The Yashica Electro 35
A Classic Rangefinder with Attitude
The Yashica Electro 35
From whence it came
Unlike some of my analogue camera friends, I don't go around collecting dozens, if not hundreds, of cameras. To me, a camera is something both of beauty and function, and the Electro35 is cretainly one that meets both requirements.
If you read the numerous film camera blogs, the Yashica Electro 35 is a camera that has to be avoided at all costs. It has a reputation for failed electronics or the Pad of Death. Both are issues that the Electro 35 suffers from, but if you have one that works well, you will find you have a very functional camera that can be your omnipresent, everyday companion.
The Yashica Electro 35 first appeared in 1966 and was a ground-breaking camera, given the electronic exposure control built into it. This feature made it possible to have the simplicity of a Point-n-Shoot, but have the features of a high-end rangefinder camera. It allowed more Happy Snappers to go to the next level of photography while not being too far from solid ground.
Getting a bit of help
Before I go too far on this journey, let me give you some facts and figures (found on the Yashica Guy and Ken Rockwell websites.) The first thing about the Electro 35 is it shoots 35mm film if you had not already guessed by its name. It comes in several models. If the model has a 'T', as in GT or GTN are the black finish models. The G, GS and GSN models are the chrome versions. The camera lens has a focal length of 45mm and an F1.7 - F16 aperture. It's called the COLOR-YASHINON, a name chosen to show it is a camera suitable for colour film, which was becoming more popular at the time of launch.
I've owned an Electro 35 GTN for over five years, and it is a camera I love to take for both candid and professional work. I bought mine from Japan on eBay, and I emailed the seller to confirm the meter, shutter and film advanced were in working order. Undertaking those three checks confirmed that the electronics worked or it was not suffering from the Pad of Death.
While the Electro 35 is not demure, nor is not a brick. It's a sturdy, solid metal constructed camera, weighing 750g (26.4 oz) without a battery. It is not one of those cheap plastic, fantastic cameras. It is a serious camera, and it's built to last.
Getting the shot
Taking photos with the Yashica is very easy. Given the camera is an Aperture Priority camera, the main requirement is to focus and take the shot. Ok, there are some things to consider, like the aperture needs to select and you need to set the film speed. So, if you are a Point-n-Shoot photographer and you have about the right amount of light in the photo, the Electro 35 is an auto-exposure device.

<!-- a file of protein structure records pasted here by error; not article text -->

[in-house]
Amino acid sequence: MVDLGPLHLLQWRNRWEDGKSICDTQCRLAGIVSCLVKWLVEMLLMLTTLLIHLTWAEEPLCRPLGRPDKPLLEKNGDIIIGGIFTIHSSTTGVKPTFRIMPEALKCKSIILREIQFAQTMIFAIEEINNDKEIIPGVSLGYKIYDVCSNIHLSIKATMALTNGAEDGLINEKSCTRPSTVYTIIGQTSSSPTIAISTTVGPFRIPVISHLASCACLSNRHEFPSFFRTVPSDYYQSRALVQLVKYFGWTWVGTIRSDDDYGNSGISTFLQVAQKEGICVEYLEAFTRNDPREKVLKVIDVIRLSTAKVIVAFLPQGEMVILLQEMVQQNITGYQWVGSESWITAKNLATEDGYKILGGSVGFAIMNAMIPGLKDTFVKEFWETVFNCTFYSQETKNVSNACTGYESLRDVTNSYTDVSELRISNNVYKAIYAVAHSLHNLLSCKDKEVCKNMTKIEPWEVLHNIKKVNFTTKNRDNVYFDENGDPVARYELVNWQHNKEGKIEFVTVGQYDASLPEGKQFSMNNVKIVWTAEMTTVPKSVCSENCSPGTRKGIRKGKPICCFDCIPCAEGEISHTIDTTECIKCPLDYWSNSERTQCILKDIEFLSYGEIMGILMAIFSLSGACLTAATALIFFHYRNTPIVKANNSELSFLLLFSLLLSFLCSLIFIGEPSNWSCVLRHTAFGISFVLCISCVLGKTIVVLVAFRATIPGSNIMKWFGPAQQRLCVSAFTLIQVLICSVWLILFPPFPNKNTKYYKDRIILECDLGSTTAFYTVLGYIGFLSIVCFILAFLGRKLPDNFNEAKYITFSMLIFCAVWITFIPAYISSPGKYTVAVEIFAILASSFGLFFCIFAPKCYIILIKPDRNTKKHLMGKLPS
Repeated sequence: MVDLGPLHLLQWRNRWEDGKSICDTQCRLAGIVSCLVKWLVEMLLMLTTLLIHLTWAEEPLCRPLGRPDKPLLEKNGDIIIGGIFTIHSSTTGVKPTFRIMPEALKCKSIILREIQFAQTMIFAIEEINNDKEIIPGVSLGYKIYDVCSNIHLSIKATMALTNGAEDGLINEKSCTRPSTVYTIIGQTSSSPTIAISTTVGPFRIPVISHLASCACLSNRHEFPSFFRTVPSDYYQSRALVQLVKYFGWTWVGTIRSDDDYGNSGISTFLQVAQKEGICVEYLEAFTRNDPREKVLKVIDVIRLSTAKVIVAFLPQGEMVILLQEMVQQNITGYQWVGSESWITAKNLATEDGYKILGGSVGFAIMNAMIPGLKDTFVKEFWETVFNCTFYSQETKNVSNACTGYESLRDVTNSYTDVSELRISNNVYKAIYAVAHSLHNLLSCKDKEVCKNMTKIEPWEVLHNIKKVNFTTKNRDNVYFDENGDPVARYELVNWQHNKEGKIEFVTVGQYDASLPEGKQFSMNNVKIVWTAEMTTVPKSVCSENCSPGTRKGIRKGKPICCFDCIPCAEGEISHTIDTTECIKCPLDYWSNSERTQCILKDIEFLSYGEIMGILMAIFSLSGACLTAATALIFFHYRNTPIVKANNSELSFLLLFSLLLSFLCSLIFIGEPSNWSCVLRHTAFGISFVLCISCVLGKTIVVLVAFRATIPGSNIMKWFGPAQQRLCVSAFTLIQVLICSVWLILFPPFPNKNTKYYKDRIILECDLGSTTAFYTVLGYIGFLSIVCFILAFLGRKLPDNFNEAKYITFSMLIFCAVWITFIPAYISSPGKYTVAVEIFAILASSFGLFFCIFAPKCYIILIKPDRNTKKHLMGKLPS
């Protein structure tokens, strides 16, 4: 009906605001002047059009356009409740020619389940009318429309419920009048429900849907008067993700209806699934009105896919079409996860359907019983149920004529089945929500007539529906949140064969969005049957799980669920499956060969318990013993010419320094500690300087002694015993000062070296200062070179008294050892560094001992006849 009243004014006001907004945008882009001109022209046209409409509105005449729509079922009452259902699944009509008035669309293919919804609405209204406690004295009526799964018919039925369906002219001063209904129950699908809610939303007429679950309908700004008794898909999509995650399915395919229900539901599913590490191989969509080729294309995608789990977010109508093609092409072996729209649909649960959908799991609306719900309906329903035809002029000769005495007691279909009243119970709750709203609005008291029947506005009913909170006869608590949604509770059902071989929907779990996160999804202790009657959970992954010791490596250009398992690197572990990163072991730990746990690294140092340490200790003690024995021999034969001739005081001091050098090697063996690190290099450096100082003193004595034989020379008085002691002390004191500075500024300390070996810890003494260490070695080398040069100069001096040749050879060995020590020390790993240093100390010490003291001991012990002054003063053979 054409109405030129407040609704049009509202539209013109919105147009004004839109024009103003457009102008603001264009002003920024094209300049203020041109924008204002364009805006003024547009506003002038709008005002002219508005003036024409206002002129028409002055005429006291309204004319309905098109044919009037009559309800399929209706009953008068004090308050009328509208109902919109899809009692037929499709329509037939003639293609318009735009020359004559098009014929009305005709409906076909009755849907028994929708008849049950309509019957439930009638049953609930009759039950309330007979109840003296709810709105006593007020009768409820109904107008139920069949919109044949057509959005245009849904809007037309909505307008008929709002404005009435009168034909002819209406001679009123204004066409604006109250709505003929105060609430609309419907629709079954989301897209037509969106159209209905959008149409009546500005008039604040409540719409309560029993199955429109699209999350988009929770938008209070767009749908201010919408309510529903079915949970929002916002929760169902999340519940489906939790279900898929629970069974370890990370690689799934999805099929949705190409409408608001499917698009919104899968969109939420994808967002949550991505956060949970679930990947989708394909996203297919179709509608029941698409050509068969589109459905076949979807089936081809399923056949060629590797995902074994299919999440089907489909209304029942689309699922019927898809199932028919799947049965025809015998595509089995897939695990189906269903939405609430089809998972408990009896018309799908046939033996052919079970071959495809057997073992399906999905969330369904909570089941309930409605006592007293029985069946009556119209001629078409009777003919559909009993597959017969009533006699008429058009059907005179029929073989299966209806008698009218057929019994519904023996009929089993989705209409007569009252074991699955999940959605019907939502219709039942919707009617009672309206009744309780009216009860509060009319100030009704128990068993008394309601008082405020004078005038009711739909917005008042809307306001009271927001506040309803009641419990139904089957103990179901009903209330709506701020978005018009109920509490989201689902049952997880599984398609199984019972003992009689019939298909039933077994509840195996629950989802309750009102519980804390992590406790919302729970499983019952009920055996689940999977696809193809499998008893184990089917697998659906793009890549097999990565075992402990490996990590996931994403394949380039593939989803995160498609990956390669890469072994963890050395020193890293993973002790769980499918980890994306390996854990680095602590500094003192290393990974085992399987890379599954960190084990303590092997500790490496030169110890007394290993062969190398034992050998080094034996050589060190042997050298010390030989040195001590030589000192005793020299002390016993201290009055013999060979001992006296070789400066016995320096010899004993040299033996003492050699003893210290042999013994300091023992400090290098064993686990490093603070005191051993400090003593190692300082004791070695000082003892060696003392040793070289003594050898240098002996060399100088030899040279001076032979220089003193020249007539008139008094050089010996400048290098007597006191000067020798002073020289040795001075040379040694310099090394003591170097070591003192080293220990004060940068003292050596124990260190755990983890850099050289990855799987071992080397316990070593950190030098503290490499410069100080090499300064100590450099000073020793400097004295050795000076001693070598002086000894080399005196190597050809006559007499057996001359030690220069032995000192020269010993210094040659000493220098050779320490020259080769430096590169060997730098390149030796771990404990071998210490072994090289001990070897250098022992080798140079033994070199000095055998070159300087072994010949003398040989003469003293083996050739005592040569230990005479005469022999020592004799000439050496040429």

When they first start using Electro 35 many newbies are tempted to load a mid-speed film, say a Fomapan Creative 200 or Ilford HP5 and set the aperture to F8. Using the F8 camera setup is a perfect choice for most scenes, like daytime street photography, but the camera offers more control than a simple Click-n-pray one. There are two options to control the camera, the first adjustment is aperture, and the second is ISO (ASA) adjustment.
As it is an aperture-priority camera, there is a way to help you get the best shot for the lighting conditions. The aperture range is from F1.7 to F16. A half-press of the shutter release activates the built-in light meter, taking an average exposure reading. The exposure range is from 1/500th of a second to 30 seconds, which allows for some great, lowlight photography.
The other way
Lowlight photography is less of a problem as the camera will calculate the required exposure. Given the camera will go to the extreme, or up to 30-second exposure, we need to be more creative to archive that special shot.
Change the ASA setting
The first of the "other ways" to deal with the exposure is to change the light meter setting. Simply increase the ASA to a higher value to shorten the exposure time or decrease it to increase the exposure time. Yes, it is that simple, but you would be surprised how many people get concerned about the practice.
Changing the ASA is a great way to adjust for strong backlights or when you want to tame the highlight. Using the ASA method allows you to get the subject exposed correctly, but it is not the only way to change things.
Rose coloured glasses
The other creative option you have to change things is by using filters. As the light meter is separate from the lens, the exposure will be calculated as if there is no filter, so you either have to select a slower ASA based on the filter adjustment or let the shot be shorter than it should be.
As the ISO tops out at 1000, I have used a red filter to bring the exposure on Delta 3200 under control. The use of filters is a subject for another article, but I often use a yellow filter to lift things. If it is a neutrally light scene, I will simply dial the ASA down one stop.
Writing this article has taken me on a journey that reminds me why I like the Yashica Electro 35. It is a high-quality camera that I am glad to own. It is not like a Leica or even tries to be, but it's a great Rangefinder to have in your arsenal.